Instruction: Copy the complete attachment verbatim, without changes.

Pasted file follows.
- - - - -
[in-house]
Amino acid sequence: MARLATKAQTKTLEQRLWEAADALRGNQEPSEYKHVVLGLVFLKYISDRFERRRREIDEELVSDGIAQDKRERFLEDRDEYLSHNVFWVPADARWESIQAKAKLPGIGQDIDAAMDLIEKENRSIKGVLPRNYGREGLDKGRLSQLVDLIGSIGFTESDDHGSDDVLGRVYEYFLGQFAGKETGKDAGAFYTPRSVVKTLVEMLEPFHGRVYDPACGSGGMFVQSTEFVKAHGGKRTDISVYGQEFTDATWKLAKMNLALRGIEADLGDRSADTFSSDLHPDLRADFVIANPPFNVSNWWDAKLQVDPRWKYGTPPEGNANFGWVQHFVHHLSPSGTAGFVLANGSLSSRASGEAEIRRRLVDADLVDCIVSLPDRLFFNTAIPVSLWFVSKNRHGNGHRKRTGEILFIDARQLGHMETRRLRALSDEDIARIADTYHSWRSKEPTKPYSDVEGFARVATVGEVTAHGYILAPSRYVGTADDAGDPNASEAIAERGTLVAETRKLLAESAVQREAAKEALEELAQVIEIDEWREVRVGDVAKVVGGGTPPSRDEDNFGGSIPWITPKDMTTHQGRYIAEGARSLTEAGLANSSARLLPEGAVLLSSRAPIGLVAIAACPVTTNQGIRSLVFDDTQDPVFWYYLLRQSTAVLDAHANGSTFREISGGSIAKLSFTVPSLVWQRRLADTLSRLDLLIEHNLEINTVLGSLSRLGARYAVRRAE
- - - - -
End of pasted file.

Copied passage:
[in-house]
Amino acid sequence: MARLATKAQTKTLEQRLWEAADALRGNQEPSEYKHVVLGLVFLKYISDRFERRRREIDEELVSDGIAQDKRERFLEDRDEYLSHNVFWVPADARWESIQAKAKLPGIGQDIDAAMDLIEKENRSIKGVLPRNYGREGLDKGRLSQLVDLIGSIGFTESDDHGSDDVLGRVYEYFLGQFAGKETGKDAGAFYTPRSVVKTLVEMLEPFHGRVYDPACGSGGMFVQSTEFVKAHGGKRTDISVYGQEFTDATWKLAKMNLALRGIEADLGDRSADTFSSDLHPDLRADFVIANPPFNVSNWWDAKLQVDPRWKYGTPPEGNANFGWVQHFVHHLSPSGTAGFVLANGSLSSRASGEAEIRRRLVDADLVDCIVSLPDRLFFNTAIPVSLWFVSKNRHGNGHRKRTGEILFIDARQLGHMETRRLRALSDEDIARIADTYHSWRSKEPTKPYSDVEGFARVATVGEVTAHGYILAPSRYVGTADDAGDPNASEAIAERGTLVAETRKLLAESAVQREAAKEALEELAQVIEIDEWREVRVGDVAKVVGGGTPPSRDEDNFGGSIPWITPKDMTTHQGRYIAEGARSLTEAGLANSSARLLPEGAVLLSSRAPIGLVAIAACPVTTNQGIRSLVFDDTQDPVFWYYLLRQSTAVLDAHANGSTFREISGGSIAKLSFTVPSLVWQRRLADTLSRLDLLIEHNLEINTVLGSLSRLGARYAVRRAE